Your doctor will ask questions about your symptoms as well as when they occur, they will help you figure out the reason behind them. They’ll also do physical examinations, including tests to determine your hearing and balance.
Issues with the inner ear can cause vertigo peripheral. This can be triggered by head movements, and usually lasts only several minutes.
Particles repositioning movements
The Epley maneuver is a series of head movements that help relieve BPPV symptoms. The movements help relocate the calcium carbonate crystals from your utricle back into your semicircular channels, where they belong. The crystals that are rogue may dissolve or be reabsorbed into your body.
The Epley maneuver is a simple procedure that can be completed at home. However, it’s recommended that a physician guide you through the procedure. A wrong method can cause your dizziness.
Another treatment for BPPV is a method known as canalith repositioning procedures (CRP). The particles that cause vertigo are moved from the semicircular canals, which are filled with fluid in your inner ear, to a part that does not trigger dizziness. The procedure is usually successful after just one or two treatments. It is also possible to undergo a surgical procedure that involves inserting a bone-filled plug into your ear’s ear canal. This option is usually only used when other methods aren’t effective.
Home balance exercises
A variety of balance exercises at home can help improve vertigo symptoms like dizziness and instability. These exercises can involve eye movement control, walking in place, and other techniques. Your doctor will customize these exercises according to your individual needs. Medication may also be prescribed to relieve nausea or motion sickness.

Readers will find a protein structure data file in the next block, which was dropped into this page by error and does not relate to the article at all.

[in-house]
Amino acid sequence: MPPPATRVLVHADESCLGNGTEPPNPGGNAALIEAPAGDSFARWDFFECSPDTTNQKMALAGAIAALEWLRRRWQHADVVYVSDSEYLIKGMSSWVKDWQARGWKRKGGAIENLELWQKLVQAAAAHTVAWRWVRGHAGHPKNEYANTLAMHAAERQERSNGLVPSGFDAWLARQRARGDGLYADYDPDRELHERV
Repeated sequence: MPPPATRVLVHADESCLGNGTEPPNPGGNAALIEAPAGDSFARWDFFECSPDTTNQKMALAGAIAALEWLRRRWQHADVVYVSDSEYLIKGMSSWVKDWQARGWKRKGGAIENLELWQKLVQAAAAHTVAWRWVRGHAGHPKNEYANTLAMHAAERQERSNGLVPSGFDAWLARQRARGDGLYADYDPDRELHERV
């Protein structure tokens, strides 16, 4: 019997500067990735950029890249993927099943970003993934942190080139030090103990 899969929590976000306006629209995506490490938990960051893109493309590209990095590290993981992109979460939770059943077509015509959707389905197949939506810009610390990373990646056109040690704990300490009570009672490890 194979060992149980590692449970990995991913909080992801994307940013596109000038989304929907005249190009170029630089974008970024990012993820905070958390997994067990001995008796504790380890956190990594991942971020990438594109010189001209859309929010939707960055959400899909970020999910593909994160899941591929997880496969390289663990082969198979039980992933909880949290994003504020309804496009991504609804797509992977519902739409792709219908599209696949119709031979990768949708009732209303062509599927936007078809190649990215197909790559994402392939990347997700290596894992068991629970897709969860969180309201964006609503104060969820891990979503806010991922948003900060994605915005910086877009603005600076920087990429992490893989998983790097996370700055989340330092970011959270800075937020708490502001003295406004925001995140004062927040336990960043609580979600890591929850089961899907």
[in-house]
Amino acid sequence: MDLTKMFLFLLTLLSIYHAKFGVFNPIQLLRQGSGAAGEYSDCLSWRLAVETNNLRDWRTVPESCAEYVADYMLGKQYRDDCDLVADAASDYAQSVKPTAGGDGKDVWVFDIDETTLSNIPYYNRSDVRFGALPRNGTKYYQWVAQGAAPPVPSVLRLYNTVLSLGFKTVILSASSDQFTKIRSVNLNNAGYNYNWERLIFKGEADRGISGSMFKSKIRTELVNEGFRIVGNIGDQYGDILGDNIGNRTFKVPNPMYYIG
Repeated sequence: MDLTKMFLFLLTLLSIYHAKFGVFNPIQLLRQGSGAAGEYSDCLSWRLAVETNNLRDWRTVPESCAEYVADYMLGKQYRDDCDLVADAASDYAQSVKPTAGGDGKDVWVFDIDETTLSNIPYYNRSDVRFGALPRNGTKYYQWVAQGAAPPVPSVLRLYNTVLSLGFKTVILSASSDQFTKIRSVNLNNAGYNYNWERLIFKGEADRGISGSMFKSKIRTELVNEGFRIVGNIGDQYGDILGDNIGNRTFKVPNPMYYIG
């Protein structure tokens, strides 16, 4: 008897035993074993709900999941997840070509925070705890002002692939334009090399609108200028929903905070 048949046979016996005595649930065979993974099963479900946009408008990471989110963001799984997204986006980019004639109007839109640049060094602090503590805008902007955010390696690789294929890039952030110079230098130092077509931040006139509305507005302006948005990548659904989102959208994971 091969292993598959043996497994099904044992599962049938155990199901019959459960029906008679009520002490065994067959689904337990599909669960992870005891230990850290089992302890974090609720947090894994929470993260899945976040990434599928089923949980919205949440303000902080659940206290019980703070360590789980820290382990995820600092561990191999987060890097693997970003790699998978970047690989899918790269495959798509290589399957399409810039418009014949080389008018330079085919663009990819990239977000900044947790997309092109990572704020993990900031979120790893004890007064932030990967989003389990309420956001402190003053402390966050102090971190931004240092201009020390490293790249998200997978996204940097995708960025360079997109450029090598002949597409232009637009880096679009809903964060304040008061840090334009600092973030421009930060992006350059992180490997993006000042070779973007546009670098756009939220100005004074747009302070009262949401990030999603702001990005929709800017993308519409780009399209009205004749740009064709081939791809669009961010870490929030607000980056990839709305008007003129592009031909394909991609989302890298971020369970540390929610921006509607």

If your vertigo is caused by BPPV it is possible to perform the Epley maneuver at home to help reposition the calcium crystals in the semicircular canals. This can reduce or eliminate vertigo attacks. The procedure involves reclining the bed and turning your head 90 degrees to one side (for instance to the left). After 30 seconds, it is time to rest your head on the opposite side of the table.
Vertigo can be caused by a variety of conditions and vertigo can be caused by heart disease, diabetes, multiple sclerosis and Parkinson’s disease. In these cases treating the underlying cause typically cures vertigo. For other causes, treatment for the symptom might help such as medications to ease anxiety or nausea.
Most often, you can eliminate dizziness caused by benign positional vertigo using a few movements. These involve quick head moving. This technique is referred to as Epley maneuvers or canalith repositioning. You can learn to do it on your own or have a doctor show you. The otoconial aggregates are moved from the semicircular space into the utricular space, where they can no longer cause vertigo in the position of a person.
Other treatments might be required, depending on the underlying issue that’s causing your symptoms. If you have a problem in your ear that causes BPPV your doctor might prescribe medication to relieve the symptoms. They may also recommend physical therapy or counseling.
It’s important to take precautions for vertigo sufferers by taking care to eliminate tripping hazards from your home. If symptoms begin to manifest you should lie down or sit down and not work until the symptoms are gone.
BPPV is the most frequent cause of vertigo. This happens when tiny calcium particles (canaliths) are pushed out of the utricle of your ear’s inner canal and enter one of the semicircular canals, in a place where they aren’t. The cause of dizziness is the movement of your head, or changes in your body position. Canalith methods for repositioning like the Epley maneuver, can assist in shifting crystals back into your utricle. These are specific head moves that your healthcare professional can do in their office or show you how to do at home.
Your doctor may suggest other tests to pinpoint the source of vertigo. These may include electronystagmography (ENG) or videonystagmography (VNG), which measure involuntary eye movements while you move your head and try to maintain a steady gaze. Magnetic resonance imaging (MRI) may be used to examine the structure of your head and ears. The prescription of medication can be used to treat nausea and vomiting.